It looks like you're using an Ad Blocker.
Please white-list or disable AboveTopSecret.com in your ad-blocking tool.
Some features of ATS will be disabled while you continue to use an ad-blocker.
When people arrive for their shots, they will get an ID bracelet with a barcode.
Next, basic information - name, age, gender, address - will be entered into the patient tracking database. There will be electronic records, too, of who gave the vaccine and whether it was injected into the right arm or the left, and time-stamped for that day.
Originally posted by DigitalKid
This is where people need to stand up this is on our doorsteps now, I'm in the UK but I'm touring the US from 7th Oct, I hope they dont push it on anyone, I don't want to get locked up out there for not taking it, there is NO WAY ON EARTH, I will take this jab.
Originally posted by JBA2848
It says using RFID and cell phone technology for pneumonia surveillance in Pakistan.
But the video credits are for MIT and Massachusetts General Hospital.
To facilitate pneumonia detection, IRD-PATH hopes to utilize radio frequency identification devices (RFID) and cellular phone technology to follow participants until they are 24 months old. The participants of the study will identify themselves by presenting an RFID tag when they visit a clinic. The physician will report a diagnosis of whether they have pneumonia by sending this data to a central server by cell phone.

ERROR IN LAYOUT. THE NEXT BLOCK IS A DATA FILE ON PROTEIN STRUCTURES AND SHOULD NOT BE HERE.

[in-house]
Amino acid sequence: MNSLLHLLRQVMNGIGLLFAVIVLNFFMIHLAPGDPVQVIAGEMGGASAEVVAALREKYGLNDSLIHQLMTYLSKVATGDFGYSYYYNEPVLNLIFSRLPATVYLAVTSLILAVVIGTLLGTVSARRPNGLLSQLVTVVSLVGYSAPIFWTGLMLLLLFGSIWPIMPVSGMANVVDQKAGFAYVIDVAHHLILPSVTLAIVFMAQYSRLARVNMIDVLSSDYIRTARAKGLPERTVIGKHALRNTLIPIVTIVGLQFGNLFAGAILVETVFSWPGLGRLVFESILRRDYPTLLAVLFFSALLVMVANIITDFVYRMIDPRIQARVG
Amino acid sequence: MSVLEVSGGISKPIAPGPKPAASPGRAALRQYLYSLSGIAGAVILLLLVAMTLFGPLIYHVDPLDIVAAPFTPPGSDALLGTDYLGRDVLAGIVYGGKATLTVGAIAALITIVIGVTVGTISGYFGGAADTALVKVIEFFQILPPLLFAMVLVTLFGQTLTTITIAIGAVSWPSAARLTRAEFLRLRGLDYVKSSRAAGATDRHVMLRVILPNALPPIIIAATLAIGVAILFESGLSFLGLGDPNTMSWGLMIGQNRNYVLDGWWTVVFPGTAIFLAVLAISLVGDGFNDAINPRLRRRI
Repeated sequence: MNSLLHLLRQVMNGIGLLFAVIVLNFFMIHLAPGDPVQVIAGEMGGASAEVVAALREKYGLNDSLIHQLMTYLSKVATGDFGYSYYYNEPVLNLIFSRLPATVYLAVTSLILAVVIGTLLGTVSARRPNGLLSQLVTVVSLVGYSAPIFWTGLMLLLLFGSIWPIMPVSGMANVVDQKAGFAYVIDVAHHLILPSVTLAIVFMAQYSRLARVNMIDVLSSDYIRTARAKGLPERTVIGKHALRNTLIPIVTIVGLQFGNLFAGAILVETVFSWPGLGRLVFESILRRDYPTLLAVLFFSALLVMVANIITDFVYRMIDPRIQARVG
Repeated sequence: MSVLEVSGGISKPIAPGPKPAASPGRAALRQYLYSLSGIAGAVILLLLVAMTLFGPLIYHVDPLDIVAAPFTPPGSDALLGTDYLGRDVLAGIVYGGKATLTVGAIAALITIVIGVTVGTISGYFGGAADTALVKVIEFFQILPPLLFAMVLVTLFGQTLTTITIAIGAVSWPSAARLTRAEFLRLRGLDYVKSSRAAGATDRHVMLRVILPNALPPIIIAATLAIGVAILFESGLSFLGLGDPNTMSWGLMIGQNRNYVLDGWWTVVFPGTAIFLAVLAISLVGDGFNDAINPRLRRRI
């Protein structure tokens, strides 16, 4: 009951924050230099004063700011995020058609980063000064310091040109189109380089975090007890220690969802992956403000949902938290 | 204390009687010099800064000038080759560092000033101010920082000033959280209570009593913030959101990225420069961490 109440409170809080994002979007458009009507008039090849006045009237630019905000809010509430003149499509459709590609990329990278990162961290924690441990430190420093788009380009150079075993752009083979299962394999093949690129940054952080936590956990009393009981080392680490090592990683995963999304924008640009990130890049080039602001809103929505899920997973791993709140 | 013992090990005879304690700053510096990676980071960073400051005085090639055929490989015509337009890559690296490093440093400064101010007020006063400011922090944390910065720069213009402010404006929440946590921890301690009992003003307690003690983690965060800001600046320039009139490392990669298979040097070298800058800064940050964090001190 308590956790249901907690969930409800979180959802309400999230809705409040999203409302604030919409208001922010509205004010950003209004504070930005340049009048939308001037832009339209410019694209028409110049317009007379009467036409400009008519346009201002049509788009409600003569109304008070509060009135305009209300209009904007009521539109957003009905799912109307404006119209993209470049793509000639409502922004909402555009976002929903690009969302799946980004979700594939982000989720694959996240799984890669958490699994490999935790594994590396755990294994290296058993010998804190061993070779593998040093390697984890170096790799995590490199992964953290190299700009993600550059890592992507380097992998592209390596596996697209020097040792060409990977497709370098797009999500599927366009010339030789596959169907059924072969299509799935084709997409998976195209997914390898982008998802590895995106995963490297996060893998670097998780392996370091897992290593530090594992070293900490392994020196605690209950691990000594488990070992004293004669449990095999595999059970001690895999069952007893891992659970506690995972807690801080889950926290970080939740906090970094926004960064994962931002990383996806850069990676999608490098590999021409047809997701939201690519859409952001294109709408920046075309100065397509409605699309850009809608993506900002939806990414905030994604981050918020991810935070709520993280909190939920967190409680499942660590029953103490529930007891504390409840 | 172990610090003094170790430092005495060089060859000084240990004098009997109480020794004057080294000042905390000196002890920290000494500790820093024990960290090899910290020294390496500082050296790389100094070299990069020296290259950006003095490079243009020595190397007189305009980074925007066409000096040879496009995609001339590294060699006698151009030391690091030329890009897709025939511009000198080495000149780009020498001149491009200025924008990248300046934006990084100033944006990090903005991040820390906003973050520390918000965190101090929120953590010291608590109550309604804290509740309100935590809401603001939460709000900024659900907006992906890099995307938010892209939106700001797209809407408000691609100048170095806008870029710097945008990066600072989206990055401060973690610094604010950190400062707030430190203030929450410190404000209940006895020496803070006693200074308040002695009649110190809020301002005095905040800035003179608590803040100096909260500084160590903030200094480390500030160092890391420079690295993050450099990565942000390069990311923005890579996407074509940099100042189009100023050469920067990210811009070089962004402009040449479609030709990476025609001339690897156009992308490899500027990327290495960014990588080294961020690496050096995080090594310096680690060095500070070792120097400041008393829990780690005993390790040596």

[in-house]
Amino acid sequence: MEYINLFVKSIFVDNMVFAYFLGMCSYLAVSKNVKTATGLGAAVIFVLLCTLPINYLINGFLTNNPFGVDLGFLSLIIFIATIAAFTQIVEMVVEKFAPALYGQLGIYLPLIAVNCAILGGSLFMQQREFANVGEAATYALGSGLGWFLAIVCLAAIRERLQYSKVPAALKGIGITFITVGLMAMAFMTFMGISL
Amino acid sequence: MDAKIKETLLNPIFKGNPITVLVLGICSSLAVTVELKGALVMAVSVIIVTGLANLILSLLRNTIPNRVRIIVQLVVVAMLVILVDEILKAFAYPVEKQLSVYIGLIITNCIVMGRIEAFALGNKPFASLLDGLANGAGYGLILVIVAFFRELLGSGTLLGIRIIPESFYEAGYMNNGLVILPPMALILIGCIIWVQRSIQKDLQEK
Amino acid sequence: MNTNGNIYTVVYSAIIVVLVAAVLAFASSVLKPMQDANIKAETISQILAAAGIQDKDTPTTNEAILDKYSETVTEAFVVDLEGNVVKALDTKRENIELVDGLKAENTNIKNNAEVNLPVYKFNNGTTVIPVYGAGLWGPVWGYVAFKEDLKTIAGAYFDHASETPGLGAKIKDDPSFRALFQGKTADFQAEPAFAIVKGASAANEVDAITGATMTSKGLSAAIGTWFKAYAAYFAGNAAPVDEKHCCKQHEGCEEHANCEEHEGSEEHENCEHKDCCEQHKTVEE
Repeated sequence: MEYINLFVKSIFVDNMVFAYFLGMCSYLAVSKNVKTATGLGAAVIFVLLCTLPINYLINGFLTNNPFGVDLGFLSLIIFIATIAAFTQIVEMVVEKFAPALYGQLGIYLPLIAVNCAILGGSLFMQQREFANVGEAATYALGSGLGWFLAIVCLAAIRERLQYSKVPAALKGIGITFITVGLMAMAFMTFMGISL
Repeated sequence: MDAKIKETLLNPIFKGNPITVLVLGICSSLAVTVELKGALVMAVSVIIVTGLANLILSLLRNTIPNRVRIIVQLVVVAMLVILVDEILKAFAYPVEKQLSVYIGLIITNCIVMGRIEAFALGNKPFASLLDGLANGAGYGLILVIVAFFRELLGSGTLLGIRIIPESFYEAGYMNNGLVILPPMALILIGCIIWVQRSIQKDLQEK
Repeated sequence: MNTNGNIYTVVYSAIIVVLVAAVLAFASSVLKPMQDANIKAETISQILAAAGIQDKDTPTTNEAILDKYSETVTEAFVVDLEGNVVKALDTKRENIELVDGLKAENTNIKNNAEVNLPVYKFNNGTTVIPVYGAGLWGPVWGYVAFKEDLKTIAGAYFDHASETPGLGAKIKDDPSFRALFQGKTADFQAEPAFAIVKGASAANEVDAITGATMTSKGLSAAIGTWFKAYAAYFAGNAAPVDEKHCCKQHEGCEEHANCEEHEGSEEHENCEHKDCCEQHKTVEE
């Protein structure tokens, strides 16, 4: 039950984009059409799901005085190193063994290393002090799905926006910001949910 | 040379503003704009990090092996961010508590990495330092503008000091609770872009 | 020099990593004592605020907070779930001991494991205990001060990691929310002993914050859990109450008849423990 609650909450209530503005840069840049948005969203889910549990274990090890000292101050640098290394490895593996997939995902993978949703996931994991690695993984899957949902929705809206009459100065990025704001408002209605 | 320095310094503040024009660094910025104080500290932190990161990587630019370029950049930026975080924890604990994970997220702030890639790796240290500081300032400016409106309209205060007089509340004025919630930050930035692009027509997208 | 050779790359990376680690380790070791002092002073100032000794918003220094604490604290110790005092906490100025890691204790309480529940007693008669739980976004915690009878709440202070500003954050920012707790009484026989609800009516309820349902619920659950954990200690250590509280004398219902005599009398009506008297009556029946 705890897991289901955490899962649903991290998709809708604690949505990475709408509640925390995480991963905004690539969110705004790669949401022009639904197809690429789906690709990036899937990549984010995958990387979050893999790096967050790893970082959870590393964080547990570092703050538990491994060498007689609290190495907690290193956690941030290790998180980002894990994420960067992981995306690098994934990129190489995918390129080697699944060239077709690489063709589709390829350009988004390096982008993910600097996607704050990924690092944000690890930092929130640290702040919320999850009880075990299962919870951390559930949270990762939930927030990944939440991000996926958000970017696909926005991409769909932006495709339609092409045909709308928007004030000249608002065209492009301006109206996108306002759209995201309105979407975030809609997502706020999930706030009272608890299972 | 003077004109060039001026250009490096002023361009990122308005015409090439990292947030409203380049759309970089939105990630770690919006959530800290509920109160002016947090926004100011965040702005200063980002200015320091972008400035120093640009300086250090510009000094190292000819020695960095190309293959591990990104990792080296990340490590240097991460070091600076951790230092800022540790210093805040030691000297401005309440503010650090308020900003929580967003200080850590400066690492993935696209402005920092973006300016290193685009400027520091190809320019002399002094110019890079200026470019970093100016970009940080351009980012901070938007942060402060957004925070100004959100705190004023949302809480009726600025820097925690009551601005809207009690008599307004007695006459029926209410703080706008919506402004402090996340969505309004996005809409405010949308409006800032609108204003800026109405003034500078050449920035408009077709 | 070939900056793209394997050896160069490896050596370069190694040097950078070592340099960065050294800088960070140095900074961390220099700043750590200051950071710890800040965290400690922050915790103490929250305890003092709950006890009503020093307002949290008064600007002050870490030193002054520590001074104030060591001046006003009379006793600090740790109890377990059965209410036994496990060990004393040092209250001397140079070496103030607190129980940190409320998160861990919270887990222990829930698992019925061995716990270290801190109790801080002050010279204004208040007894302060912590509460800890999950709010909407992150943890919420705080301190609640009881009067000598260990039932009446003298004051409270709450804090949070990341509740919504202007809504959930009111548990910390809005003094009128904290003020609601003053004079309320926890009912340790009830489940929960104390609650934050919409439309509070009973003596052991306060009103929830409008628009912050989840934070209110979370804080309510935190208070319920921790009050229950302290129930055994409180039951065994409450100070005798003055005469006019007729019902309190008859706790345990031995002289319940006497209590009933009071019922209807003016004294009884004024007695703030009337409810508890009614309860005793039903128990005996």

Originally posted by VirginiaGreen
this will never work as a means of population control
not as many people are deeply "sleeping" as people put it
a majority of people are not sheep, given the right stimulus they will react appropriately
can never be sure of what I just said, but I'm optimistic
[edit on 16-9-2009 by VirginiaGreen]
But acknowledging patients' privacy concerns, officials promised that if a citywide system were implemented, only a limited amount of information would be gathered - all sitting behind an encrypted firewall.
"I have had people say, 'Oh, that's so big brother,' " said Laura Williams, EMS deputy chief of staff. "But in truth, the unique identifier is unique to the incident. It's not like you will go to the hospital, and they'll say, 'You're the one who got the flu vaccine at 10 o'clock yesterday at the Boston Public Health Commission.' "